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John Babcook, PhD, Senior Vice President, Discovery Research, Zymeworks
Maria Karasarides, Ph.D., Executive Director, Global Oncology Development at Regeneron Pharmaceuticals is overseeing the development of immune modulatory therapies that include checkpoint inhibitors, immune agonists, CD3 directed bi-specific antibodies, co-stimulatory agents and antibody drug conjugates.  Her focus on iterative drug development is aimed at modulating the interface between tumor biology and host immunity to maximize response to therapy and ultimately shift malignant disease patterns.

Prior to joining Regeneron, Dr. Karasarides was a senior leader at AstraZeneca, ImmunoOncology Global Medicines Development late stage clinical group, where she led the clinical strategy and scientific development of novel durvalumab (ImfinziTM) and tremelimumab based combinations with a key focus on identifying tumor-host interactions that propagate the anti-tumor immune response.  

Dr. Karasarides’ experience spans academic research and pharmaceutical development in clinical development, translational research and medical affairs with a special focus on ImmunoOncology.   Prior to joining AstraZeneca, Dr. Karasarides was a leader at early-stage companies within the Cambridge biotechnology hub, where she worked on the development of small molecule inhibitors, nanoliposomal chemotherapies and inducible gene therapy platforms across multiple tumor types.  Prior to that she was with Bristol-Myers Squibb, NJ, where she was an integral member of the ipilimumab (Yervoy®) team and played a key role in the approval of Yervoy®.  She continued at Bristol-Myers Squibb as the brivanib Global Medical Lead, responsible for Global Medical Affairs Strategy, and later went on to establish and lead the US brivanib Medical Affairs team.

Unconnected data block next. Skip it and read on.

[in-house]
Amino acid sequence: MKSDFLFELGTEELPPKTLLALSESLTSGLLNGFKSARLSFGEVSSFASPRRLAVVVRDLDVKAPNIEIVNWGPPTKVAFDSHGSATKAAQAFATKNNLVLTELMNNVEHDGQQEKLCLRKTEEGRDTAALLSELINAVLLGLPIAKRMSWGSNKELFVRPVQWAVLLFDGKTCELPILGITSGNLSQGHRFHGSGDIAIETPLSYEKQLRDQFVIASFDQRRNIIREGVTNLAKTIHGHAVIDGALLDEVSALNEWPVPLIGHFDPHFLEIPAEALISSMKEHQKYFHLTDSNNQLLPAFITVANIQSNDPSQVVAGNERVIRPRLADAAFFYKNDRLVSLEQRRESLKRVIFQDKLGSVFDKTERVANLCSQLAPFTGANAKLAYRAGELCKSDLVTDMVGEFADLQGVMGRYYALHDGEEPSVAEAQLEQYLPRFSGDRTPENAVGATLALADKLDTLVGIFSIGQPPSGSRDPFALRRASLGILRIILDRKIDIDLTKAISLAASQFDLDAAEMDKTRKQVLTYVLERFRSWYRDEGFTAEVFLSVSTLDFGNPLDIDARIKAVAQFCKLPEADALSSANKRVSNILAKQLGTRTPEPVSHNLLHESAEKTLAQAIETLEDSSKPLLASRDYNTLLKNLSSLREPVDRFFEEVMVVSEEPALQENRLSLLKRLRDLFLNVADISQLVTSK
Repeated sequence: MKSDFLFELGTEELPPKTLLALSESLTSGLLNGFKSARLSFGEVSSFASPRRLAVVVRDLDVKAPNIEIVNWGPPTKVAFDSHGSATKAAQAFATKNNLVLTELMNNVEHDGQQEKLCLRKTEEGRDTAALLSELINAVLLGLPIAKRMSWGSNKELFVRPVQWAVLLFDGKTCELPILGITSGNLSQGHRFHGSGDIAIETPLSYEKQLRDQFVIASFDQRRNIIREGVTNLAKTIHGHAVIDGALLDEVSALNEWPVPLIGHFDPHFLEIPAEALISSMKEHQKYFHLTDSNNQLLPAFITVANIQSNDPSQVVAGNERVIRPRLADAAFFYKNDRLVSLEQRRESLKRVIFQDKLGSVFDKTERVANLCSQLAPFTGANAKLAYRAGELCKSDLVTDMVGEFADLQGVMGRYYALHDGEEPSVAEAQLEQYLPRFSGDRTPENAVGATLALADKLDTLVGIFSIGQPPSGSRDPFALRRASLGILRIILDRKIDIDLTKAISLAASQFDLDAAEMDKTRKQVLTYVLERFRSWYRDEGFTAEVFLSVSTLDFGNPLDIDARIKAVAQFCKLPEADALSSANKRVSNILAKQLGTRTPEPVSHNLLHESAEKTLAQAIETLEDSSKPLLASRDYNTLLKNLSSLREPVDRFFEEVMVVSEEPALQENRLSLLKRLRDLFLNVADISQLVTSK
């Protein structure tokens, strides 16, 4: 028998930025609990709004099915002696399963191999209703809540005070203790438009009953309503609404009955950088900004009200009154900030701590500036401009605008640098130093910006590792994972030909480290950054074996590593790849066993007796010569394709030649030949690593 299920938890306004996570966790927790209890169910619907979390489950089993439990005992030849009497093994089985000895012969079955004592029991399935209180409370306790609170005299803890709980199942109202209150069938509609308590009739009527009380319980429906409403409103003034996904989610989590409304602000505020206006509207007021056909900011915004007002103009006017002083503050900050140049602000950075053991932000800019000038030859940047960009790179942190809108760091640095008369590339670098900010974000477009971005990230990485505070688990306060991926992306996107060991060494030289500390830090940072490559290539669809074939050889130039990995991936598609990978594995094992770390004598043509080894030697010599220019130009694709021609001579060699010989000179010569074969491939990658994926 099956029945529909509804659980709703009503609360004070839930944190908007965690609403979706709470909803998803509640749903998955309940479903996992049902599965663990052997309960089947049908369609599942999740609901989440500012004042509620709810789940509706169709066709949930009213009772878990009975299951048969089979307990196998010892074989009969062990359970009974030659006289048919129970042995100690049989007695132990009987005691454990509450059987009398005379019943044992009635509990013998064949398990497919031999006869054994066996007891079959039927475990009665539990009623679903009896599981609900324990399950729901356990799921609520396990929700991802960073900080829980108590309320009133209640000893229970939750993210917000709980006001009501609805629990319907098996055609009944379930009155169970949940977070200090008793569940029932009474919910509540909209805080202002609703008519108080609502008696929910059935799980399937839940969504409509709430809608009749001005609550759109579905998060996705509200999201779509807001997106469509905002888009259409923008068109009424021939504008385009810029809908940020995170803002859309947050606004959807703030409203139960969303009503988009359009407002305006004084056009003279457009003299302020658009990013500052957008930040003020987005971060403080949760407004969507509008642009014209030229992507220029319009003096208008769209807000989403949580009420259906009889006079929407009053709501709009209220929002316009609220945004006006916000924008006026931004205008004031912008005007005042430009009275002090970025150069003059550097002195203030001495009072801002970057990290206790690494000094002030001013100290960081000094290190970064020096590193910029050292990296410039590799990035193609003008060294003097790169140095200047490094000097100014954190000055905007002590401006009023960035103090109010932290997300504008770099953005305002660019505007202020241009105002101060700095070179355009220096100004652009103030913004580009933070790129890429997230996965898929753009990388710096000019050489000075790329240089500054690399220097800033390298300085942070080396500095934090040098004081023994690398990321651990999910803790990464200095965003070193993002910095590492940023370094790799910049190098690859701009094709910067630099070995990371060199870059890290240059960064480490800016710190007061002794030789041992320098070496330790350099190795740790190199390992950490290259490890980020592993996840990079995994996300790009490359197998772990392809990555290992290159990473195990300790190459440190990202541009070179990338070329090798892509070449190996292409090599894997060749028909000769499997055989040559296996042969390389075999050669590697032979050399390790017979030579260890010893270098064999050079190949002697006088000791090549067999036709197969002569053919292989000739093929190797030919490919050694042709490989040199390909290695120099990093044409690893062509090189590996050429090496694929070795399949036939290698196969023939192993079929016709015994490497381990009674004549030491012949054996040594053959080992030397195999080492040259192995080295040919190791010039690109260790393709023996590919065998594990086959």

Julian Andreev, PhD, Research Fellow, Oncology & Angiogensis, Regeneron Pharmaceuticals, Inc.
Julian Andreev is a Ph.D. scientist with >15 years of experience in the Biopharmaceutical Industry.  Right after his dissertation research in Dr. Joseph Schlessinger’s lab, he joined newly-formed Molecular Oncology group at EMD Serono Research Institute as Principal Investigator.  At Serono, Julian played a major role into expansion of research activities into oncology drug discovery. Following his tenure at Sanofi Cambridge Research Center, Julian joined New York-based Regeneron Pharmaceuticals, where he established a research group studying mechanisms of intracellular trafficking of therapeutic antibodies and their targets. Julian Andreev received his B.Sc. in Biology and M.Sc. in Biotechnology from Hebrew University, Jerusalem.  After training at Max-Planck Institute for Infection Biology in Tuebingen, Germany, he received his Ph.D. in Pharmacology from New York University, NY in 2000.

Jamie Baker, PhD, Chemistry, University College London